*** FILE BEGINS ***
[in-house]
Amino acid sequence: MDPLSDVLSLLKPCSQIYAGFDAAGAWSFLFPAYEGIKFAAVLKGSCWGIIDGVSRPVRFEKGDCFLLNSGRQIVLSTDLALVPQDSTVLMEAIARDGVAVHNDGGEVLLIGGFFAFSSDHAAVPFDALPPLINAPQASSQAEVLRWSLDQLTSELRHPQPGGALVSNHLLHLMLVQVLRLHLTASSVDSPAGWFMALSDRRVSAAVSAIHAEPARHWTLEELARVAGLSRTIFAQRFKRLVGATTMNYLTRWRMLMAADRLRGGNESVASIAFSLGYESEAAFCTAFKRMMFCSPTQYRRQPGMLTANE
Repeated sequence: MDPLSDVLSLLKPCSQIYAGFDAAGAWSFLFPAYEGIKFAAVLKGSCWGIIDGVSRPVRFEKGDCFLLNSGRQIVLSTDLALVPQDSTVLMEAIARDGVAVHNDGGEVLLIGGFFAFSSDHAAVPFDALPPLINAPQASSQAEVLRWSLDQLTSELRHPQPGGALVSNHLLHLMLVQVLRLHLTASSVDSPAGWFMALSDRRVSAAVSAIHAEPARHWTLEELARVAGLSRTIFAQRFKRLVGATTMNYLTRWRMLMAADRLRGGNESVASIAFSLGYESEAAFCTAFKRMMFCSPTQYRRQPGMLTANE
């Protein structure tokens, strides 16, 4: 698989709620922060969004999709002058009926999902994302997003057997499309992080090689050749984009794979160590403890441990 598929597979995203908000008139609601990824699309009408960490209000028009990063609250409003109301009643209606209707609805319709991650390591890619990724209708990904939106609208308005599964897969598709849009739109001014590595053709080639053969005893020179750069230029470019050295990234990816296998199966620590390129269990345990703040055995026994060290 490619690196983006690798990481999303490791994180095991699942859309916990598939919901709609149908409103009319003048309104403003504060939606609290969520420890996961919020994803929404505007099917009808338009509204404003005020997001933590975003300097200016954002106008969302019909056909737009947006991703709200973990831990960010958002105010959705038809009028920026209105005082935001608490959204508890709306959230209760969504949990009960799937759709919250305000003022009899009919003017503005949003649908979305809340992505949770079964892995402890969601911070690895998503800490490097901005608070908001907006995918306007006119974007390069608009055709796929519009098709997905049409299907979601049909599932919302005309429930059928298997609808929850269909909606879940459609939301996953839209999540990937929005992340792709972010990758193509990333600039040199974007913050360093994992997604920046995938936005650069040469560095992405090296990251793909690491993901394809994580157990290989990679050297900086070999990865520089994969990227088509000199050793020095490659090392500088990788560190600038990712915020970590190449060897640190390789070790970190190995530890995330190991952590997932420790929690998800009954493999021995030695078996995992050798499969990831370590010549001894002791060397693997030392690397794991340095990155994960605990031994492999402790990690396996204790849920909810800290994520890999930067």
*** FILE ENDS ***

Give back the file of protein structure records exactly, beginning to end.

[in-house]
Amino acid sequence: MDPLSDVLSLLKPCSQIYAGFDAAGAWSFLFPAYEGIKFAAVLKGSCWGIIDGVSRPVRFEKGDCFLLNSGRQIVLSTDLALVPQDSTVLMEAIARDGVAVHNDGGEVLLIGGFFAFSSDHAAVPFDALPPLINAPQASSQAEVLRWSLDQLTSELRHPQPGGALVSNHLLHLMLVQVLRLHLTASSVDSPAGWFMALSDRRVSAAVSAIHAEPARHWTLEELARVAGLSRTIFAQRFKRLVGATTMNYLTRWRMLMAADRLRGGNESVASIAFSLGYESEAAFCTAFKRMMFCSPTQYRRQPGMLTANE
Repeated sequence: MDPLSDVLSLLKPCSQIYAGFDAAGAWSFLFPAYEGIKFAAVLKGSCWGIIDGVSRPVRFEKGDCFLLNSGRQIVLSTDLALVPQDSTVLMEAIARDGVAVHNDGGEVLLIGGFFAFSSDHAAVPFDALPPLINAPQASSQAEVLRWSLDQLTSELRHPQPGGALVSNHLLHLMLVQVLRLHLTASSVDSPAGWFMALSDRRVSAAVSAIHAEPARHWTLEELARVAGLSRTIFAQRFKRLVGATTMNYLTRWRMLMAADRLRGGNESVASIAFSLGYESEAAFCTAFKRMMFCSPTQYRRQPGMLTANE
């Protein structure tokens, strides 16, 4: 698989709620922060969004999709002058009926999902994302997003057997499309992080090689050749984009794979160590403890441990 598929597979995203908000008139609601990824699309009408960490209000028009990063609250409003109301009643209606209707609805319709991650390591890619990724209708990904939106609208308005599964897969598709849009739109001014590595053709080639053969005893020179750069230029470019050295990234990816296998199966620590390129269990345990703040055995026994060290 490619690196983006690798990481999303490791994180095991699942859309916990598939919901709609149908409103009319003048309104403003504060939606609290969520420890996961919020994803929404505007099917009808338009509204404003005020997001933590975003300097200016954002106008969302019909056909737009947006991703709200973990831990960010958002105010959705038809009028920026209105005082935001608490959204508890709306959230209760969504949990009960799937759709919250305000003022009899009919003017503005949003649908979305809340992505949770079964892995402890969601911070690895998503800490490097901005608070908001907006995918306007006119974007390069608009055709796929519009098709997905049409299907979601049909599932919302005309429930059928298997609808929850269909909606879940459609939301996953839209999540990937929005992340792709972010990758193509990333600039040199974007913050360093994992997604920046995938936005650069040469560095992405090296990251793909690491993901394809994580157990290989990679050297900086070999990865520089994969990227088509000199050793020095490659090392500088990788560190600038990712915020970590190449060897640190390789070790970190190995530890995330190991952590997932420790929690998800009954493999021995030695078996995992050798499969990831370590010549001894002791060397693997030392690397794991340095990155994960605990031994492999402790990690396996204790849920909810800290994520890999930067």